Personal Chef,  Travel

Mustard Oil and Frequency Illusions


It’s been four days since I got home from my Italian adventure and I still haven’t adjusted back into a normal sleeping pattern. I woke up entirely too late for an appointment this morning, but I did get my morning reading/scrolling in. I came across this article about mustard oil. It brought me back to a dish I enjoyed while in Italy. So, not all was lost this morning. At least, that’s what I’m telling myself.

I spent four nights in Verona, Italy for a food and wine writing workshop with Dianne Jacob and Demet Guzey. The highlight of this portion of my trip was a tortelli making session followed by a multiple course lunch at Enoteca Della Valpolicella. After a brief tour of the tiny kitchen and some fun rolling pasta and folding tortelli, ten of us sat down for lunch.


A golf ball of fresh ricotta resting on a thin layer of sliced apples arrives as our first course. A little taste of the ricotta on its own and I need to know more about it. It’s from a small nearby dairy. I internally start scheming ways that I can transport fresh cheese home in my luggage when the conversation moves on to the apples. They say its mostarda and that mustard oil is used. The pungent bite cuts through the creaminess of the cheese. I question whether nose-burning, eye-watering flavors like horseradish, wasabi, and now I’ve learned, mustard oil, fit into an existing flavor category. Not savory, not sour, not even spicy. These powerful roots and seeds might just need a category all their own.


As I learned from this morning’s reading, mustard oil is not labeled for consumption here in the states, but that doesn’t scare away the thousands of South Asian Americans that find it essential to so many of their dishes. The bottle that you can purchase through Amazon or your local Asian market appears to be the same exact one that is sold overseas. Just without the “external use only” label.

It is used as a cooking oil in Northern and Eastern India, Pakistan, and Bangladesh. In Northern Italy, they even use the essential oil version, which is highly concentrated and not available for sale at all here in the states. In hind sight, I believe that to be the version used in the mostarda in Verona and look at me! I’m alive and well.

So, I’m sold. The memory of that ricotta dish mixed with coming across an article about mustard oil created a frequency illusion. I just bought a bottle. First on my list is something pickled. Second are tomato khatta and potato-and-egg bhorta, both Bangladeshi dishes mentioned in the article by Vidya Balachander.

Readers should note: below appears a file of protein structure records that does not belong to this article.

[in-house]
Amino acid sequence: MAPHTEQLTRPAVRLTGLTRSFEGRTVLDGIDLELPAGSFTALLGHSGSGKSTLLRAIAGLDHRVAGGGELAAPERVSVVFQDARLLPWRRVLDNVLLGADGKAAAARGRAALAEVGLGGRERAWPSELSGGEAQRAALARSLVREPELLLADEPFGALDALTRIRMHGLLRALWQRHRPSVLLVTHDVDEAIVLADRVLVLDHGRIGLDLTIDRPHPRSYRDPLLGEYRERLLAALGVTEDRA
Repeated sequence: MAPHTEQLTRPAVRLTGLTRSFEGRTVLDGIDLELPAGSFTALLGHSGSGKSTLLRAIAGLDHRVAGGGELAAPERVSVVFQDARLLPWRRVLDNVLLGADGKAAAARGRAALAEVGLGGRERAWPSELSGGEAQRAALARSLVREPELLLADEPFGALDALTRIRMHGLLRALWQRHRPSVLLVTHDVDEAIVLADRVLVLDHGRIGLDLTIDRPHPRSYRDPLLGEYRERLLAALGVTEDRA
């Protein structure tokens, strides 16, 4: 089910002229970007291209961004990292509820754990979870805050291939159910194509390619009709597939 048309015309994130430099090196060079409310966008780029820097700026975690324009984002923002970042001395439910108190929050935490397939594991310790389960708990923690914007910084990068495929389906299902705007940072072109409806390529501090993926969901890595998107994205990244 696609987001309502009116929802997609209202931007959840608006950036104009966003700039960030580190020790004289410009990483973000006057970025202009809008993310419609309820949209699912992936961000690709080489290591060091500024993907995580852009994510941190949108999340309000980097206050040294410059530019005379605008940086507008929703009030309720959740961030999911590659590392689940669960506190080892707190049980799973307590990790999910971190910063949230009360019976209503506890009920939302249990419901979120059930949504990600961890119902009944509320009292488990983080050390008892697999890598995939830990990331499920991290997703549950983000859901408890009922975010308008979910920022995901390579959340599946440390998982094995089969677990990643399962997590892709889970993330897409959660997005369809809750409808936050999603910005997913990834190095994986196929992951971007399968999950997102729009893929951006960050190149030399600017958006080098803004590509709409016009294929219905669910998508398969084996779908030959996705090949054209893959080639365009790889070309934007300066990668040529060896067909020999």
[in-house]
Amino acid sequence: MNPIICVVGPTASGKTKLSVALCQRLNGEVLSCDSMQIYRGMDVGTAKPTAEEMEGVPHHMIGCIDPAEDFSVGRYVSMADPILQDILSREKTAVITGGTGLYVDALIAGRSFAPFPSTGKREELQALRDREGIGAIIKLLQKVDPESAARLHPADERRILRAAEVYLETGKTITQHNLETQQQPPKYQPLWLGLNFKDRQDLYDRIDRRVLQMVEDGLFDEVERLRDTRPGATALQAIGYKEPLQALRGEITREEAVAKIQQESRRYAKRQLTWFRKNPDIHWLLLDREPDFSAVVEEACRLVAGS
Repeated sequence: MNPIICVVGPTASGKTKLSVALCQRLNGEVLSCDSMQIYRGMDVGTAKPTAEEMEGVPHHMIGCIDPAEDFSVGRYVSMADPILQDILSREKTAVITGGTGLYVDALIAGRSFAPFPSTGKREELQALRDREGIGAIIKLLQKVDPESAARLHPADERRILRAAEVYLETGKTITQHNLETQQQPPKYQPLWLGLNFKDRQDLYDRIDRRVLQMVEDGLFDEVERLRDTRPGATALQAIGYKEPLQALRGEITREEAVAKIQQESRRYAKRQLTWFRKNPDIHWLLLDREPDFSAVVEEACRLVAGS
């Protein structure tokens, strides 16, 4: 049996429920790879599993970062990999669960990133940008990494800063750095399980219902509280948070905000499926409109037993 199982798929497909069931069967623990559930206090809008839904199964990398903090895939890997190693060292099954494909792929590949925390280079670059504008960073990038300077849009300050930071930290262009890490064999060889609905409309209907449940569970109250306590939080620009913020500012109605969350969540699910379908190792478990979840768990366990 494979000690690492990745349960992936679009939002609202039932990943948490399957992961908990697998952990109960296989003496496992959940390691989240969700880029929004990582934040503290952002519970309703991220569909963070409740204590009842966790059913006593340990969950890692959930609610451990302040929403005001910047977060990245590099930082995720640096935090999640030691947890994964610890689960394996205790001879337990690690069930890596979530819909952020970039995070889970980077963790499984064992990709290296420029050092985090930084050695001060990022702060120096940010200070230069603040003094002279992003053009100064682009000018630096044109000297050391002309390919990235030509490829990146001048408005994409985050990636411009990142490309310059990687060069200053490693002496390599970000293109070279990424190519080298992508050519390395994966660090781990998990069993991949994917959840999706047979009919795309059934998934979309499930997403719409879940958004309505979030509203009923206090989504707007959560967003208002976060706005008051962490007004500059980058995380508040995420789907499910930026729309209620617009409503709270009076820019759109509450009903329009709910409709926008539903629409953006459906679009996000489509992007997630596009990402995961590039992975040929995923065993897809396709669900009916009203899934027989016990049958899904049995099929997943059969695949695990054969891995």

I’ll be making these only for myself of course, not my clients. I’ll wait for someone to put an urgent call into the FDA saying it’s time to free the mustard oil from its “external use only” label. Then I’ll be able to make my clients dishes with all the mustard oil they want.

Also, next trip to Italy: I need at least one full month there. Then I need at least one-week recovery when I get back before diving into things that require me to be a fully functioning awake adult.



Jillian believes her passion for cooking stems from the fact that she was born and raised in Southern California. The best climate conditions for growing the finest produce all year around and the diverse mix of cuisines have always been an inspiration to her. Her love and ability to make people happy by way of delicious food began at an early age and still grows today. She is the proud Chef and Owner of Jillian Fae Chef Services, a personal chef business specializing in private dinner parties, customized menus, and weekly meal preparation.


  • diannejacob

    Yes exactly! I’ve seen mustard oil in Indian stores forever. So you’re going to use it in Indian dishes. Will you try it with an Italian cheese and apple? That appetizer was breathtaking.

    • jillianfae

      Hi Dianne, I’d like to use it for pickling too so some cheese to pair is definitely possible! I’ll just have to get my hands on the “strong stuff” mustard oil they use in Northern Italy.

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